Take the 2-minute tour ×
Stack Overflow is a question and answer site for professional and enthusiast programmers. It's 100% free, no registration required.

I'm trying to convert string to numbers. It can be float, integer, or empty string.

def num(s):
     if not s: return ""
     try:
          return int(s)
     except ValueError:
          return float(s)
     else: return 0

str1 = ""
str2 = "0.0"
str3 = "1.1"
str4 = "10"

print("str1 = "+str(num(str1)))
print("str2 = "+str(num(str2)))
print("str3 = "+str(num(str3)))
print("str4 = "+str(num(str4)))

so, the output:

str1 =     <== OK
str2 = 0.0 <== I need this as integer 0
str3 = 1.1 <== OK
str4 = 10  <== OK

anyone can help?

share|improve this question
1  
Why do you want the string representation of a float to become an integer?! –  jonrsharpe Jul 24 at 23:31
1  
Yes, you are converting, that is clear. My question is: why should '0.0' be converted to 0, not 0.0, when it clearly represents the latter? –  jonrsharpe Jul 24 at 23:34
1  
@user3175226 that still does not explain why you want to convert a float to an int, since JSON defines an int type and that clearly is not an int. –  aruisdante Jul 24 at 23:37
1  
Then why not use the json module instead of rolling your own function? –  jonrsharpe Jul 24 at 23:37
2  
And in general, you are presenting an XY problem. Instead of telling us what you're actually trying to do, you're telling us about a problem with your solution to what you're trying to do. Those are subtly different concepts. If what you're actually trying to do is decode JSON, then you should use the built-in tools to do so. –  aruisdante Jul 24 at 23:38

5 Answers 5

up vote 2 down vote accepted
"0.0"

is not a valid integer string. If you want to round off zeroes into integers then do it after you convert to a float.

def num(s):
    if not s: return ""
    try:
        return int(s)
    except ValueError:
        f = float(s)
        if f%1.0 < 0.0005:
            return int(f)
        else:
            return f
    else: return 0
share|improve this answer
    
thanks, but not works. same problem with "0.0" –  user3175226 Jul 24 at 23:38
    
On pythonfiddle.com it worked. I'll check my python version. thanks! –  user3175226 Jul 24 at 23:45
    
@user3175226 no, you're wrong, this outputs 0 for input of '0.0'. –  jonrsharpe Jul 24 at 23:45
1  
Bear in mind that if the try block includes return, the else will never run. –  jonrsharpe Jul 24 at 23:46

Try this:

def num(s):
    if not s:
        return ""
    try:
        return int(s)
    except ValueError:
        return float(s) or 0
    else:
        return 0

It works as expected:

num('')
=> ''
num('0.0')
=> 0
num('1.1')
=> 1.1
num('10')
=> 10
share|improve this answer
1  
it worked. thanks! –  user3175226 Jul 24 at 23:44

Try this :

Live Running example @ http://codepad.org/9xIbFxJ1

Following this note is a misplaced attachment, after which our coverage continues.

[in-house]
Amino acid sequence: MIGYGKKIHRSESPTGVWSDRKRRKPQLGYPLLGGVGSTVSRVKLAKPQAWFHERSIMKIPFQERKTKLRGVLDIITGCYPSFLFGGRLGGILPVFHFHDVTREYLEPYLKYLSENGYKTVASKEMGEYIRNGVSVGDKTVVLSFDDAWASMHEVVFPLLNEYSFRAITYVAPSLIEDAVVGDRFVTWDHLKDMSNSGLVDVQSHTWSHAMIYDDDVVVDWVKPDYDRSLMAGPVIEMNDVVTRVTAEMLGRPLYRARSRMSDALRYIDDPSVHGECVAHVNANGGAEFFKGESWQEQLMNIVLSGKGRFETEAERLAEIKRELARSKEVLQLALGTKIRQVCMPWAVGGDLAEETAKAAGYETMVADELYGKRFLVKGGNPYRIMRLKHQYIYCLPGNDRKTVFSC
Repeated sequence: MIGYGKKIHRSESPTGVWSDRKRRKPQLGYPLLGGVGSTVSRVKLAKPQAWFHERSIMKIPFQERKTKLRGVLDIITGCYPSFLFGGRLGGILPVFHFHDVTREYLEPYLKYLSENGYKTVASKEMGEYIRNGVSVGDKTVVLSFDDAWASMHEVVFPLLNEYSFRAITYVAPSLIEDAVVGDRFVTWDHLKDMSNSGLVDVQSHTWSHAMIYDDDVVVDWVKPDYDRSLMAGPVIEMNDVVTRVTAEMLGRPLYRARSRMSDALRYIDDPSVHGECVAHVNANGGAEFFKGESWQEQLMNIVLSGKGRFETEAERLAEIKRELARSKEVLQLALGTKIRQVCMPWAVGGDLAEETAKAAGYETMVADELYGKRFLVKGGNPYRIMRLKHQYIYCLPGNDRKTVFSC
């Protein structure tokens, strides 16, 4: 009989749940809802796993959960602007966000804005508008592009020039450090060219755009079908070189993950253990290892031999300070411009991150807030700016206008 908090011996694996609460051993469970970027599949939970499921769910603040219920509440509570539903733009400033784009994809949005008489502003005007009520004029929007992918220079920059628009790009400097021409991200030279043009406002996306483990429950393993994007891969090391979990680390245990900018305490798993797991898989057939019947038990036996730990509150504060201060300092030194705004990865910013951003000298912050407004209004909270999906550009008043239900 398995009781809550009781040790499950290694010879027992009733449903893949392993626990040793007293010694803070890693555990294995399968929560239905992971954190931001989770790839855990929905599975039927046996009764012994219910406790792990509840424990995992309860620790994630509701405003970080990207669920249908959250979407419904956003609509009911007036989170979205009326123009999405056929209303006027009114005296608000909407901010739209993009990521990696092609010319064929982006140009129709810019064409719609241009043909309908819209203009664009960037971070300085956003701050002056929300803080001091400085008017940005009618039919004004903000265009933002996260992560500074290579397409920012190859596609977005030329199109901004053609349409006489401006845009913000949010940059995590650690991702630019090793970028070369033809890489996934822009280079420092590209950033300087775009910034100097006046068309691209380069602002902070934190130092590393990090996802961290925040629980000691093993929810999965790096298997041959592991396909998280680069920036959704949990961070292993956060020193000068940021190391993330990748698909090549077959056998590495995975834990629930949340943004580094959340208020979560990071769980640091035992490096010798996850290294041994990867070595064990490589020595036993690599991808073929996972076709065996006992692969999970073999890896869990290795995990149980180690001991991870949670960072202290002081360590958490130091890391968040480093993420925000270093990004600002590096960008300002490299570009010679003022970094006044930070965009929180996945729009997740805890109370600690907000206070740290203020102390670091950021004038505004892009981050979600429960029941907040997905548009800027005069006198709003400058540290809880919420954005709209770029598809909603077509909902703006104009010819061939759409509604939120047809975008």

def num(s):

     if not s:
         return ""

     try:

        list_s = s.split(".")

        # If there is no fractional part or fractional part is 0 return int(s) else float(s)

        if ( len(list_s) == 1 ) or ( int(list_s[1]) == 0 ):
            return int(s) 
        else:
            return float(s)

     except: 
        return 0
share|improve this answer
    
thanks, but not works. everything is resulting 0 –  user3175226 Jul 24 at 23:37
    
Nope it works perfectly for me !! What was your input / which python version are you using ? –  rvraghav93 Jul 24 at 23:39
    
im on osx with python 2.7.5. same problem again. everything is 0 –  user3175226 Jul 24 at 23:41
    
@rvraghav93 don't use is to compare equality; this only works because CPython interns small integers, an implementation detail you should not be relying on for functionality. –  jonrsharpe Jul 24 at 23:49
    
@jonrsharpe Okay ! Noted ! :) –  rvraghav93 Jul 24 at 23:50

You can check this way. If the float and int of the number are the same then it's an int, else it's a float.

def make_number(n):
    try:
        n = float(n)
        if n == int(n):
            return int(n)
        return float(n)
    except ValueError:
        return 0

Edit: I thought int("1.2") would coerce to 1, I was wrong.

share|improve this answer
    
This will return a number or a string, which isn't terribly helpful, but more importantly claims "NOT A NUMBER!" for three of the OP's four examples. –  jonrsharpe Jul 25 at 0:30
    
I fixed the issues. Thought int coerced float-like-strings to the rounded down version like it does to real floats. –  BWStearns Jul 25 at 0:37

float(s) can convert string to float directly; and int(float(s)) will convert float to integer. Here we just need a tiny number to check whether the float can be an integer.

def num(s):
    if s == '': 
        return ''
    else:
        if float(s) < int(float(s)) + 0.0000000000001:
            return int(float(s))
        else:
            return float(s)
share|improve this answer
    
This is just a less efficient version of Andrew Johnson's answer; you have a minimum of three function calls for any non-empty string, and five if it's "integer-y". –  jonrsharpe Jul 25 at 0:27

Your Answer

 
discard

By posting your answer, you agree to the privacy policy and terms of service.

Not the answer you're looking for? Browse other questions tagged or ask your own question.